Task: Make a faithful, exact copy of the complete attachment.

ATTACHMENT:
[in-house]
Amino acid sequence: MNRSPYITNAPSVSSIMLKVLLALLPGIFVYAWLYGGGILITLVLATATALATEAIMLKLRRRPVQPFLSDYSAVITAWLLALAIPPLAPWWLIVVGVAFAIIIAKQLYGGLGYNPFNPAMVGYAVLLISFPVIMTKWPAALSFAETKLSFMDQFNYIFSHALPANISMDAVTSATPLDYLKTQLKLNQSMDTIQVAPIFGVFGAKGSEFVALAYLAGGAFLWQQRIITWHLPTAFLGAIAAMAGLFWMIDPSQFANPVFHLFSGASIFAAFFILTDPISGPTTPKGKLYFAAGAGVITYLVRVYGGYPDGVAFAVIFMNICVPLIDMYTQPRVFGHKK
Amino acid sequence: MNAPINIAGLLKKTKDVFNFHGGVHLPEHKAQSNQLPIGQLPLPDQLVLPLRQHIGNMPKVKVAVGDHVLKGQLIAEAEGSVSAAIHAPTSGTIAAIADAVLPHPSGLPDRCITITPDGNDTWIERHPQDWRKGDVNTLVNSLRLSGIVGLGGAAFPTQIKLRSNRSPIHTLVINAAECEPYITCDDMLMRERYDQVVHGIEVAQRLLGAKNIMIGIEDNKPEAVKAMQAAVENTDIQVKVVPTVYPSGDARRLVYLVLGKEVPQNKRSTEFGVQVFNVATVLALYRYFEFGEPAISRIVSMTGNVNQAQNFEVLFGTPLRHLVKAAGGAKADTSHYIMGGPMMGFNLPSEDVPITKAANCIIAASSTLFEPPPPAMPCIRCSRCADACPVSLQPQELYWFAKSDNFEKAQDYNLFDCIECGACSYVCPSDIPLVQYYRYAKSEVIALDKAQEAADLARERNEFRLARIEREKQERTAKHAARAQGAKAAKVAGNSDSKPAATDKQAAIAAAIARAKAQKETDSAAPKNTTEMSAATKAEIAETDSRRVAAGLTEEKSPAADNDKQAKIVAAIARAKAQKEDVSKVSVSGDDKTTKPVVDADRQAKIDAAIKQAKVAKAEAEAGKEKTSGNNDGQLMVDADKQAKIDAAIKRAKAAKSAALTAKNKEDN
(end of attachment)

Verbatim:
[in-house]
Amino acid sequence: MNRSPYITNAPSVSSIMLKVLLALLPGIFVYAWLYGGGILITLVLATATALATEAIMLKLRRRPVQPFLSDYSAVITAWLLALAIPPLAPWWLIVVGVAFAIIIAKQLYGGLGYNPFNPAMVGYAVLLISFPVIMTKWPAALSFAETKLSFMDQFNYIFSHALPANISMDAVTSATPLDYLKTQLKLNQSMDTIQVAPIFGVFGAKGSEFVALAYLAGGAFLWQQRIITWHLPTAFLGAIAAMAGLFWMIDPSQFANPVFHLFSGASIFAAFFILTDPISGPTTPKGKLYFAAGAGVITYLVRVYGGYPDGVAFAVIFMNICVPLIDMYTQPRVFGHKK
Amino acid sequence: MNAPINIAGLLKKTKDVFNFHGGVHLPEHKAQSNQLPIGQLPLPDQLVLPLRQHIGNMPKVKVAVGDHVLKGQLIAEAEGSVSAAIHAPTSGTIAAIADAVLPHPSGLPDRCITITPDGNDTWIERHPQDWRKGDVNTLVNSLRLSGIVGLGGAAFPTQIKLRSNRSPIHTLVINAAECEPYITCDDMLMRERYDQVVHGIEVAQRLLGAKNIMIGIEDNKPEAVKAMQAAVENTDIQVKVVPTVYPSGDARRLVYLVLGKEVPQNKRSTEFGVQVFNVATVLALYRYFEFGEPAISRIVSMTGNVNQAQNFEVLFGTPLRHLVKAAGGAKADTSHYIMGGPMMGFNLPSEDVPITKAANCIIAASSTLFEPPPPAMPCIRCSRCADACPVSLQPQELYWFAKSDNFEKAQDYNLFDCIECGACSYVCPSDIPLVQYYRYAKSEVIALDKAQEAADLARERNEFRLARIEREKQERTAKHAARAQGAKAAKVAGNSDSKPAATDKQAAIAAAIARAKAQKETDSAAPKNTTEMSAATKAEIAETDSRRVAAGLTEEKSPAADNDKQAKIVAAIARAKAQKEDVSKVSVSGDDKTTKPVVDADRQAKIDAAIKQAKVAKAEAEAGKEKTSGNNDGQLMVDADKQAKIDAAIKRAKAAKSAALTAKNKEDN